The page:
Diana Marszalek 26 Feb 2021 // 8:48AM GMT
CHICAGO — Mondelez external comms head Tom Armitage will be joining Bayer to lead global communications for its flagging crop science division.
Armitage will be based in Monheim, Germany, where the pharmaceutical and chemical company’s agricultural business is located. He replaces Beth Roden, who held the role for the last five of her 17 years with the division. Roden will be returning to the US and will remain with Bayer, although her next position has yet to be announced.
Armitage has been part of Mondelez International’s comms function for more than eight years, which include two-plus years leading global external communications for the multinational food and beverage company. He joined the company in 2012 as its head of European corporate and government affairs.
Armitage’s appointment is part of a larger move by Bayer to strengthen the leadership of its crop science division, which has been battling legal and financial problems since its 2018 $63 billion acquisition of Monsanto, maker of the weedkiller Round Up.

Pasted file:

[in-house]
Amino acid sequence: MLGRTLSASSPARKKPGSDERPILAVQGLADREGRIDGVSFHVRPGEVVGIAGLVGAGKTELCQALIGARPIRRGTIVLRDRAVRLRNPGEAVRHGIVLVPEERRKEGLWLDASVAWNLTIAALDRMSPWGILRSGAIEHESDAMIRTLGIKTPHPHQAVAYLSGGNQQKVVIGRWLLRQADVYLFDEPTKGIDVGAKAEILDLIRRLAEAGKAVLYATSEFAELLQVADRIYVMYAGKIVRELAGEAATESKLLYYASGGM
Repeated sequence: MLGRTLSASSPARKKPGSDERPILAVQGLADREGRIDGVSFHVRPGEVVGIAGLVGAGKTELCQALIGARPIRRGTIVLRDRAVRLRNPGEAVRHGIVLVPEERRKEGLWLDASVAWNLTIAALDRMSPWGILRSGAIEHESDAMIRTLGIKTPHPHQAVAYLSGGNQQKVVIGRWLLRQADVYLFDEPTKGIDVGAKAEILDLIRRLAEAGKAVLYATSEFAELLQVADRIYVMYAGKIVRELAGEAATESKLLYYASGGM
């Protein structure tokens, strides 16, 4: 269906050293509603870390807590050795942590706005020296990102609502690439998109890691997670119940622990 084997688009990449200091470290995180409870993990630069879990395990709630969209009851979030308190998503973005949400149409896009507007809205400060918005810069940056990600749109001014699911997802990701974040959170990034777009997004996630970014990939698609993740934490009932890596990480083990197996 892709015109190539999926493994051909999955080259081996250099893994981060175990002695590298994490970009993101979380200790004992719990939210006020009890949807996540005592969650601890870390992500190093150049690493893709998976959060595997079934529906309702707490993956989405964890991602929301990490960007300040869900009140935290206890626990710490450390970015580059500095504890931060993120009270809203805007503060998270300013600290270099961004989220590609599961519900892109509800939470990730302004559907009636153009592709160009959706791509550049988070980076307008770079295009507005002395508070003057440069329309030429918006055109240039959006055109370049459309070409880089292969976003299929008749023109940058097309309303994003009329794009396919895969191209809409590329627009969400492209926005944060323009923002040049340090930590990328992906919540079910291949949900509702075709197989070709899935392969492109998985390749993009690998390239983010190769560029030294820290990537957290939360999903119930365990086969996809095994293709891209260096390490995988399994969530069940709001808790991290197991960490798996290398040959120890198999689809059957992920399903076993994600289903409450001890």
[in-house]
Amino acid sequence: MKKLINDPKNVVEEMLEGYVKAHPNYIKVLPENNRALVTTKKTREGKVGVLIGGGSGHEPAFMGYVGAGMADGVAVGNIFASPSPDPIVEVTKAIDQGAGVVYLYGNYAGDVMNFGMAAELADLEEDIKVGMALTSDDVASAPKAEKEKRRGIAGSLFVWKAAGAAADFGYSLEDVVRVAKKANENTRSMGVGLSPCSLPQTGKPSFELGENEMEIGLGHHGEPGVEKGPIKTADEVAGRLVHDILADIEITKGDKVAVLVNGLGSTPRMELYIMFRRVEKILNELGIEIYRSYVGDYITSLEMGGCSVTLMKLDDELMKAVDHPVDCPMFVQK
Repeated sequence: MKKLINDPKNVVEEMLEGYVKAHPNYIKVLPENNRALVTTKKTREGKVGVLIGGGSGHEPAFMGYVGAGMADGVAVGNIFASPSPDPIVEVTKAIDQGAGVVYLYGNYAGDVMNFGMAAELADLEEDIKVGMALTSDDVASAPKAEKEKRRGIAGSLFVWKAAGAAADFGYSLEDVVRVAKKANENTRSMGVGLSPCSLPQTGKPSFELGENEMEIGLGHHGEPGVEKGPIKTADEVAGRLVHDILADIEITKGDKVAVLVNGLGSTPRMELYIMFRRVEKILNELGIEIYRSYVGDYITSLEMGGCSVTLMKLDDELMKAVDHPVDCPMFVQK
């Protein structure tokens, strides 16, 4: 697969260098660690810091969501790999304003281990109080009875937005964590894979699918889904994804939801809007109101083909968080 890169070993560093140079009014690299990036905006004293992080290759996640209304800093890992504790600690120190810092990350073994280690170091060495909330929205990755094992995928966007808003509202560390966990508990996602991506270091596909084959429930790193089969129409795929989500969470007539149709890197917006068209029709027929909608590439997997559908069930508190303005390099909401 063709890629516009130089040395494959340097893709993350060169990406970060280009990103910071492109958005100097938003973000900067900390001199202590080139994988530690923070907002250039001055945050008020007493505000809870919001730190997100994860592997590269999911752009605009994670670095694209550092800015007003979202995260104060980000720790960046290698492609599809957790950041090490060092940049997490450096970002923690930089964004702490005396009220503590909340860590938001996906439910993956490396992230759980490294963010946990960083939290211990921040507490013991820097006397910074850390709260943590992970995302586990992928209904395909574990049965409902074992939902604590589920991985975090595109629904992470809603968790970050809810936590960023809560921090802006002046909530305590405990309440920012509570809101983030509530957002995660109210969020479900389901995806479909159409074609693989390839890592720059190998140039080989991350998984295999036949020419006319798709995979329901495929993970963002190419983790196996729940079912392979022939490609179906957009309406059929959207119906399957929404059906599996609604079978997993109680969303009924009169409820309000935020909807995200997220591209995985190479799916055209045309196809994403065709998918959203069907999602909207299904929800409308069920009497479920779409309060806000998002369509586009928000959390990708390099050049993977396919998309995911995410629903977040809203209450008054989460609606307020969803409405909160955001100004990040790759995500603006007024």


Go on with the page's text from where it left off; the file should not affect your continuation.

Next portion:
Bayer, which makes agricultural chemicals as well as drugs, billed the merger with Monsanto as beneficial for farmers, as combining the two mega-companies’ resources would lead to innovation in growing affordable, healthy and sustainable crops.
The deal, however, underwent a two-year anti-trust review amid concerns that the merger would knock competitors out of the market (Bayer ultimately sold off $9b in agricultural assets to BASF to appease regulators). Farmers also opposed the companies’ consolidation, saying they expected it to lead to seed and chemical price increases.
Bayer has also incurred sizeable losses due to lawsuits linking Round Up to cancer. In 2020 alone, payouts cost the division roughly $25 billion.
After buying Monsanto, the crop science division consolidated its global corporate reputation duties with a team comprising three agencies — Porter Novelli, Global Prairie and longtime Monsanto agency FleishmanHillard.
Soon after, however, Bayer had a high-profile falling out with FleishmanHillard, suspending the agency for its creation of stakeholder mapping lists for Monsanto.